I want to know how often my files have moved from one person to another. I would like to send content out as a Windows Media file and have Media Player not only list what was listened to but how long someone listen to it on their computer and if they synched it with a portable device.

Microsoft could collect the data and send it back to me whenever Media Player connects to the Internet. Right now, all the players have the ability to turn communication on and off with the software companies, and that should always be there.

I′d pay a lot of money to get a sampling of my market and know how much and how long my market listened to my podcasts. That′s really important to me as a podcaster.

No one is offering that service right now to podcasters. If Microsoft′s Media Player could report some permission based statistics and integrate that automatic two-way communication with the podcaster, that would establish Microsoft in the game immediately.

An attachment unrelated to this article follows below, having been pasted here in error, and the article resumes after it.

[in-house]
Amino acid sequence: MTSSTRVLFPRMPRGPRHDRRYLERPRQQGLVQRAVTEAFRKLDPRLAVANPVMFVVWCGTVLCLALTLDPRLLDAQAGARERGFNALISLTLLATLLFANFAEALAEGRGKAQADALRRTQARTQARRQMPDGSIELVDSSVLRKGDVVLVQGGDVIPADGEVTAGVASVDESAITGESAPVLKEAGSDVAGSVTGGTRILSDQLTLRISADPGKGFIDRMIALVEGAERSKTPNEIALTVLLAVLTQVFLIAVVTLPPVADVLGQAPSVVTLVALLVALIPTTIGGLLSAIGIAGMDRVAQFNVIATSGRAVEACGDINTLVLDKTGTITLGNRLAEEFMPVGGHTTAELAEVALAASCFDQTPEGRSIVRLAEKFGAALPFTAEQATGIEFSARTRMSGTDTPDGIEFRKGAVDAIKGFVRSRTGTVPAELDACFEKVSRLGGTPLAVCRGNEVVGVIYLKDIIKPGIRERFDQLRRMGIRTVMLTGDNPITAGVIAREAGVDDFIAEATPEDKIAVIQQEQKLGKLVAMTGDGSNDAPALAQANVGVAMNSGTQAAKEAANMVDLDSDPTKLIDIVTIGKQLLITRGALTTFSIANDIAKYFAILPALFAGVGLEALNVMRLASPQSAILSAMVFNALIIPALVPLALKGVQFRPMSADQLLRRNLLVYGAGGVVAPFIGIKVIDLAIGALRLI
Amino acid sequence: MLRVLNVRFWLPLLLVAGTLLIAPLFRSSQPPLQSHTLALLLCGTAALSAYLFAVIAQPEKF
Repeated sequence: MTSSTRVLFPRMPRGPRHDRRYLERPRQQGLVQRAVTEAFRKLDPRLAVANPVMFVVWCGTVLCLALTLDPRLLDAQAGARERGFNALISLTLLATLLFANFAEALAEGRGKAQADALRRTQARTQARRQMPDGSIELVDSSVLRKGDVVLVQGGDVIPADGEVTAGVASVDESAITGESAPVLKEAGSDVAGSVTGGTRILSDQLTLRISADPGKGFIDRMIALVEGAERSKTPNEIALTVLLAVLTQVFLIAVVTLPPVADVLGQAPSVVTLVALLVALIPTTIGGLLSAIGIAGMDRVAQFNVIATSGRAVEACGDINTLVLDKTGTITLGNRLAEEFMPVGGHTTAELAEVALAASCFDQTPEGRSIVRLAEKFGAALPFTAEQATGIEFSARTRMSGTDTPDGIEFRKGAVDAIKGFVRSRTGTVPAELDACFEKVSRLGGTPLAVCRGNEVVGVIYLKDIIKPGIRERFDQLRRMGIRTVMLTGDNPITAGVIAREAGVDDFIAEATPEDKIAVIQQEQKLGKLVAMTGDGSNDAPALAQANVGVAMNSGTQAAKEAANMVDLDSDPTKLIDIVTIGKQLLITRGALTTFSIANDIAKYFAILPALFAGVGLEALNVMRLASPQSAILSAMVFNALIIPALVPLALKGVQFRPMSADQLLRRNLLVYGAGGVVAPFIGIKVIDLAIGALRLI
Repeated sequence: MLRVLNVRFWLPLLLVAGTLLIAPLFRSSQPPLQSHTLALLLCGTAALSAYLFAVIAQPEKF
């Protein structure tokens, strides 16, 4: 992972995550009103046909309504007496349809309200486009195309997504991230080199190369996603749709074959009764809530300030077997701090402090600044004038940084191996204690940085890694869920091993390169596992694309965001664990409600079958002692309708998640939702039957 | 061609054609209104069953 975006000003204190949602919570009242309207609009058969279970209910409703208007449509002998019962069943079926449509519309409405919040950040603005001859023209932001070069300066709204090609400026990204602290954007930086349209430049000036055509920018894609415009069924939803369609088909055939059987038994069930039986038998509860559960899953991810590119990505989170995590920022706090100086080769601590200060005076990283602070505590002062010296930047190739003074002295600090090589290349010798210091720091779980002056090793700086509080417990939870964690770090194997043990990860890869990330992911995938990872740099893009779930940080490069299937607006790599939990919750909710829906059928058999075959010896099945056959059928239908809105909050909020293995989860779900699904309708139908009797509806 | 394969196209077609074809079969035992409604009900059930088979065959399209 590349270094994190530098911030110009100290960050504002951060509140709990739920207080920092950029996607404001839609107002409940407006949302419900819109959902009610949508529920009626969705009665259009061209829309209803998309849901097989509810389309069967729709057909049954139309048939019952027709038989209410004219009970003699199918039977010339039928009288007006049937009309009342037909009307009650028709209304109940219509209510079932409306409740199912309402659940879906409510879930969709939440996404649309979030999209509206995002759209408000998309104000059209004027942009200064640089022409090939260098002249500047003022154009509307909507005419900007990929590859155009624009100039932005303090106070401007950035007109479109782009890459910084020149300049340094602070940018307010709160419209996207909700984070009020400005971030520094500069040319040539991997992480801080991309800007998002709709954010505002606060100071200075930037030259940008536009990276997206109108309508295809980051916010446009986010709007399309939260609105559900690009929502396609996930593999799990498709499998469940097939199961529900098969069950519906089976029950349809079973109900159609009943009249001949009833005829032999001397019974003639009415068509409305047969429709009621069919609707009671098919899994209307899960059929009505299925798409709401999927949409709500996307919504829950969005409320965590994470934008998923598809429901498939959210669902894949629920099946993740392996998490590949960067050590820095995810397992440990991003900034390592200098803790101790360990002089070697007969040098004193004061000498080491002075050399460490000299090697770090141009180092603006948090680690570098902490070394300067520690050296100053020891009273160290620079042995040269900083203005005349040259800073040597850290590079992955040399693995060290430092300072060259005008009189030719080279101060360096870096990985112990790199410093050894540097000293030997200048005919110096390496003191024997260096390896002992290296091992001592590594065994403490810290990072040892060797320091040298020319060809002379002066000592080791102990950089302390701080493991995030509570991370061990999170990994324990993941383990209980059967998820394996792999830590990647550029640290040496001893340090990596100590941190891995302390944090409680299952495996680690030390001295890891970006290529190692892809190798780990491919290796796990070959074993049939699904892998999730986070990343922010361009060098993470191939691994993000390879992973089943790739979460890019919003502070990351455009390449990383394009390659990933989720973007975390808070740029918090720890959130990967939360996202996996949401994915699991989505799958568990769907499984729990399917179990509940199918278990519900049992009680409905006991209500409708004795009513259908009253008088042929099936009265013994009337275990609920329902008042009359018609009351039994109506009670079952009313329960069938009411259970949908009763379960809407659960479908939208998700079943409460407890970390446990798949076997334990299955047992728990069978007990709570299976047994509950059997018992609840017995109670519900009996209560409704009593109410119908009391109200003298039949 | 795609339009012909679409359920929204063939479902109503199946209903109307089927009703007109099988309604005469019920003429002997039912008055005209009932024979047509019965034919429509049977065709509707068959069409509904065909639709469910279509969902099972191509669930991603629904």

A Server Built For Podcasters

By Alex Mandossian

Microsoft has a web server called IIS, Microsoft Internet Information Server.  Their main competitor is the web servers from Linux.

It has always been difficult to get people to switch from a Linux server to a Windows server because it′s more expensive, there are always technical and support issues, and there is really no compelling reason to do so.

I’ve got a compelling offer for Microsoft that would cause their server sales to soar.

If the next version of IIS, had podcasting statistics integrated into it, personally, I would move everything to a Microsoft server in a heartbeat. And I know thousands of podcasters who would do the same.  

What do I mean by podcasting statistics?  I mean statistics that let me go into my web hosting server and get full reports on the things I want to track on my podcasts. As a marketer, I like to know how many real subscribers I have, how many people listened on the computer, and how many people downloaded it and took it with them. I′d also like to tie the IP addresses that the podcatchers ping into a sequel database.